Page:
Gov. Gary Herbert nominates Marie Cornwall for State Records Committee post

10 09 2013

Utah Gov. Gary Herbert is following the State Records Committee’s recommendation and nominating Marie Cornwall as the committee’s second public member.

Herbert has sent Cornwall’s name to the Utah State Senate, which will have a confirmation vote when it meets on Sept. 18. However, that is six days after the committee’s regular meeting, leaving the committee one member short for another month.

Cornwall is an emeritus sociology professor at Brigham Young University and lives in Bountiful. The committee gave her a “soft recommendation” in June, due to only seeing her resume.

Cornwall was one of five people who applied for the newly created position. The others were Sarra McGillis, a corrections specialist with the Salt Lake County Sheriff’s Office; James Weightman, director of internal audits at the Salt Lake County Auditor’s Office; and Sheri Bernard, a consultant who had works in health-care information management.

The position was created as part of SB94, Sen. Curt Bramble’s bill that amended the Government Records Access and Management Act (GRAMA). The bill also removed the state auditor’s seat on the body that hears GRAMA appeals and replaced it with a second slot for a member of the public.

Bramble said the change was made at the request of State Auditor John Dougall, who wanted to avoid any conflicts of interest if his office were to audit the committee. Dougall — who as a legislator authored HB477, the bill that gutted GRAMA and was repealed after public outcry in 2011 — fired the auditor’s representative on the committee, Betsy Ross.

Herbert’s previous appointment to the board was Holly Richardson, a conservative blogger and former legislator who supported HB477, as a public member.

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Five vying for public seats on Utah State Transparency Advisory Board

1 08 2013

Members of the Utah State Transparency Advisory Board are sifting through five applications for the two newly created public seats on the board.

The new positions were created when the Legislature passed SB77, Sen. Deidre Henderson’s bill expanding the scope of the board from improving access to financial data to all government records. Henderson, R-Spanish Fork, was recently named as the committee’s chair.

The five are Steven Bagley, general manager of the Utah Department of Transportation’s Lester Wire Library and a technical writer; Christopher Bleak, president and CEO of the Utah Association of Public and Charter Schools and former executive director of the Utah Republican Party; former Rep. Holly Richardson, who is also a member of the State Records Committee; Phillip Windley, former state chief information officer; and Jason Williams, a technology consultant and talk-show host on KVNU.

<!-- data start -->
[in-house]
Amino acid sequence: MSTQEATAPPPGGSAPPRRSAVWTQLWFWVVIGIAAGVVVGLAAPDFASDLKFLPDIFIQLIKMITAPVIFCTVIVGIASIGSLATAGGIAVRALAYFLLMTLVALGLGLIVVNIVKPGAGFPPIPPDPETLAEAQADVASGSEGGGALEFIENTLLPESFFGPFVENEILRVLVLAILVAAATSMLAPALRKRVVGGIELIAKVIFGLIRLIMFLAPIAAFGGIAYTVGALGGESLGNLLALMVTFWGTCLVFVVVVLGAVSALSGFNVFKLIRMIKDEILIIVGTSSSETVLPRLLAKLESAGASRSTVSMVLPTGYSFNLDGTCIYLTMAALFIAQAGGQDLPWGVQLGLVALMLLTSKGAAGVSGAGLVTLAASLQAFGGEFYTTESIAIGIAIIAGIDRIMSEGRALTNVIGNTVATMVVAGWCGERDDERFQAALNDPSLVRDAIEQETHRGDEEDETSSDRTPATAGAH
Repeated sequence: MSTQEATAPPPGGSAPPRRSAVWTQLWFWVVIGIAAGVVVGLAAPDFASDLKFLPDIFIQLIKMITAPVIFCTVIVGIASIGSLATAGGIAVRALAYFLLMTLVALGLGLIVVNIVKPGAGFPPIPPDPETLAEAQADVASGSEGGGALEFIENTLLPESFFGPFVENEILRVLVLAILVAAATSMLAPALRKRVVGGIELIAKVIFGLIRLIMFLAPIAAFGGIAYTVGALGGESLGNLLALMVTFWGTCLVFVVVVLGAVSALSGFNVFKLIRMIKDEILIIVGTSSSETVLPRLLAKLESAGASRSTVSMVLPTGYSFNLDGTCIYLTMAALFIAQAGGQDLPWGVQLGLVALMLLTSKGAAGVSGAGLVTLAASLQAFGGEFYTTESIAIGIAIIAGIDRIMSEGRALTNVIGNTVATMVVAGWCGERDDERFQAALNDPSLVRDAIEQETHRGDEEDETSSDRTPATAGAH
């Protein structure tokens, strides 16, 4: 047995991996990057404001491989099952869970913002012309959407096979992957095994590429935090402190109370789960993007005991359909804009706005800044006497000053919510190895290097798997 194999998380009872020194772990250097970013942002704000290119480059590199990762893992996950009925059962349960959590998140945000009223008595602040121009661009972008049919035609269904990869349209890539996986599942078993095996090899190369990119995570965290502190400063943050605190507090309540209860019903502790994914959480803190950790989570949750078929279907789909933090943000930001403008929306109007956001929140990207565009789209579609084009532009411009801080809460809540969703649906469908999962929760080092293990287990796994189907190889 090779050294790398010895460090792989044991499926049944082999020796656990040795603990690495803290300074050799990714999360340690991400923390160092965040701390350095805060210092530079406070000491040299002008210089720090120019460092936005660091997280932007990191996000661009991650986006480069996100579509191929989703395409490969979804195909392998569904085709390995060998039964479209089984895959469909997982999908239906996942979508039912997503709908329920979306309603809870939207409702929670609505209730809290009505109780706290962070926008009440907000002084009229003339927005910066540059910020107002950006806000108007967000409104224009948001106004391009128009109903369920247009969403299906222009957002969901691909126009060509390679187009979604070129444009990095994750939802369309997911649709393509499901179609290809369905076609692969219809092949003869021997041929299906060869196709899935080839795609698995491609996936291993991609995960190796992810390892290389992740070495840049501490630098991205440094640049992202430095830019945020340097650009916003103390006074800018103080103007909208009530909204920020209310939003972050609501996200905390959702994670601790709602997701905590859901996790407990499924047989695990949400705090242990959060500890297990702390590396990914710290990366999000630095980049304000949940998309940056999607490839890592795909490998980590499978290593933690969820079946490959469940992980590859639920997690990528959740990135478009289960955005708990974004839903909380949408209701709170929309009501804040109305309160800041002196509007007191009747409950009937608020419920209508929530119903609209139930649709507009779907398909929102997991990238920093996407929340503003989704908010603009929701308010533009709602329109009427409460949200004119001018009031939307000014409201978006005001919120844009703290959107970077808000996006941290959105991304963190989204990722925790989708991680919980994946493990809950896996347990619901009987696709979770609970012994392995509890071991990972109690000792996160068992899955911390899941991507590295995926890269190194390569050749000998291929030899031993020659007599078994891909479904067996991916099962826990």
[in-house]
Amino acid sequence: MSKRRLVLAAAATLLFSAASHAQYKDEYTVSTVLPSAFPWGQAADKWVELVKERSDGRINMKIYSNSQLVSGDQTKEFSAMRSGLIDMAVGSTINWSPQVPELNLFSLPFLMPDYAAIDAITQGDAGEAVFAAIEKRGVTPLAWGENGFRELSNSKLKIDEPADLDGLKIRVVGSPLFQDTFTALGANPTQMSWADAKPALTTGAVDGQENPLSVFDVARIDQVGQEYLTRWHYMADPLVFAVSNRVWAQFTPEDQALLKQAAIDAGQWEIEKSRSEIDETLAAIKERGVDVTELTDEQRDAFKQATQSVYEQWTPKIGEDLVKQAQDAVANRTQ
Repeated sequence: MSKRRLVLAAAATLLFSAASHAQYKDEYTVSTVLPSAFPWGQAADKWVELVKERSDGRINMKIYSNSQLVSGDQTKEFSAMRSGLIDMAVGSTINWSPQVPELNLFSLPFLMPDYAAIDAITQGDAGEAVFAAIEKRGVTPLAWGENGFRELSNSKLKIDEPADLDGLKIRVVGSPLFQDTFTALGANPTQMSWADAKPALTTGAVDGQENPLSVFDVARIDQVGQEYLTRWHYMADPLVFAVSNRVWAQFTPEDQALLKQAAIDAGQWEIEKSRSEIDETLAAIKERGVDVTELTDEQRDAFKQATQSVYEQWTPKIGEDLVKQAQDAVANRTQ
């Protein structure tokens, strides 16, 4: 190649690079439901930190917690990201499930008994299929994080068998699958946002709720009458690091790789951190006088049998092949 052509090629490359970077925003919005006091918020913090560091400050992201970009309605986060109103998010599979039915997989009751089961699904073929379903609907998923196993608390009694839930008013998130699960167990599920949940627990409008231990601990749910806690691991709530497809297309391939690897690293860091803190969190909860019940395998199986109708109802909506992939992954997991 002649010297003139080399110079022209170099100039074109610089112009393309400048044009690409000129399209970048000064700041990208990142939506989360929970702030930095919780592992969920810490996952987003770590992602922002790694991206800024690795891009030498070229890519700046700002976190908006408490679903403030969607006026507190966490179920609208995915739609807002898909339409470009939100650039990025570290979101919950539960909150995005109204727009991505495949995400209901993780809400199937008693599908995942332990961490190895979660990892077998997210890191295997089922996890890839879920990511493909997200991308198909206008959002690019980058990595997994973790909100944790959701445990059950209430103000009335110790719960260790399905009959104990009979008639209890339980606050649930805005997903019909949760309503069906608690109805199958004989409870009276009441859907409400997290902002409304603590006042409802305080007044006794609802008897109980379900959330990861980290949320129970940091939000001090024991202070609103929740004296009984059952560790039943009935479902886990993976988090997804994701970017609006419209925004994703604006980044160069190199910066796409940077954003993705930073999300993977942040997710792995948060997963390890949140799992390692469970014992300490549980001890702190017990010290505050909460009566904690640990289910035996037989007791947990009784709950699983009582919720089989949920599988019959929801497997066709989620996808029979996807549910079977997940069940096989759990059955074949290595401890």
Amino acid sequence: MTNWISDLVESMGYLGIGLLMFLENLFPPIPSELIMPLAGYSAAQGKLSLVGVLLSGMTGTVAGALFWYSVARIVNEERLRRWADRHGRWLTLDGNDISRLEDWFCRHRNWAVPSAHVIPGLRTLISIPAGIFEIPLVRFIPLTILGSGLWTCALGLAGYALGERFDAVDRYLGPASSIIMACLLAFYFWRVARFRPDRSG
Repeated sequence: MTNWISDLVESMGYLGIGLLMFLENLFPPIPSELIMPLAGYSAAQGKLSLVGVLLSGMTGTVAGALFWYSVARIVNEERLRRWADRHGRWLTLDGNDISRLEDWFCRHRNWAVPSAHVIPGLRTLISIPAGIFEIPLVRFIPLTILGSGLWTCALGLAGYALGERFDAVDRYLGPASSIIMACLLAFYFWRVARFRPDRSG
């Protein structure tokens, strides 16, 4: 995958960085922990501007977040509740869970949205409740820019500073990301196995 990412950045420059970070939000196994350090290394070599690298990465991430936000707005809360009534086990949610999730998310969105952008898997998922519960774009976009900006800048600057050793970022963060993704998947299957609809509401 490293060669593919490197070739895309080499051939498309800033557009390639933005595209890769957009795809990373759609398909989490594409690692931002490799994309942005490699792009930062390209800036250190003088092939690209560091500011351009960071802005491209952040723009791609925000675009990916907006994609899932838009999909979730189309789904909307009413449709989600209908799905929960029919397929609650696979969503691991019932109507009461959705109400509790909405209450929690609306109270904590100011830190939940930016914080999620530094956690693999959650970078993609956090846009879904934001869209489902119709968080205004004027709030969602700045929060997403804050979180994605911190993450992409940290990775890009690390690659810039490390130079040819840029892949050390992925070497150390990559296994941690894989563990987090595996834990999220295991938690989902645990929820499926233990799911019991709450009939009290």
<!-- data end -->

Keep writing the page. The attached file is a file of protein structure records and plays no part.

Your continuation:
Richardson, Windley and Williams also served on the GRAMA Working Group, which reviewed the Government Records Access and Management Act (GRAMA) in the wake of the HB477 controversy. Richardson also received Black Hole awards from the the national Society of Professional Journalists and its Utah chapter as part of the 2011 Legislature that passed HB477, the bill that would have gutted GRAMA.





Governor Herbert still looking for public member for records committee

23 07 2013

Filling a vacancy on the State Records Committee wasn’t on the Utah State Legislature’s agenda this past week.

While Gov. Gary Herbert sent recommendations to the Senate for 27 positions that needed advice and conset, including former LDS Presiding Bishop H. David Burton appointment to the University of Utah Board of Trustees and former LDS General Young Women’s President Elaine S. Dalton’s nomination to serve on the Utah Valley University Board of Trustees, there was no nominee for the records committee.

The Legislature voted earlier this year to take away the state auditor’s position on the committee and add a second seat for a public member. Four people have applied so far for the position on the body that hears appeals of records denials.

The committee gave a “soft recommendation” to Marie Cornwall, an emeritus sociology professor at Brigham Young University in June.

Ally Isom, the governor’s spokeswoman, said Herbert will likely send a name to the Senate for its consideration in September. Isom said Herbert is not trying to drag out the process.

“It’s been a busy, busy month,” Isom said, noting that Herbert has been on a trade mission.

The new appointee would replace Betsy Ross, the auditor’s representative on the committee who was fired in December by incoming state Auditor John Dougall. Ross had opposed HB477, the bill Dougall sponsored as a legislator in 2011 that would have gutted the Government Records Access and Management Act (GRAMA).

Dougall claims he axed Ross because he did not believe she was doing her job as the office’s liaison to the Legislature. He also endorsed removing the auditor’s seat, as it would allow him to audit the committee without worrying about a conflict of interest.

The Legislature did address an open-government issue during the special session. It voted to allow the House committee investigating Attorney General John Swallow to close some of its meetings and to keep its records away from the public.





Gov. Gary Herbert still mulling choices for State Records Committee vacancy

25 06 2013

Gov. Gary Herbert expects to nominate someone to fill the newly created public-member’s seat on the State Records Committee by next week.

Nate McDonald, a Herbert public information officer, said the governor is still awaiting recommendations on the people who have applied for the job.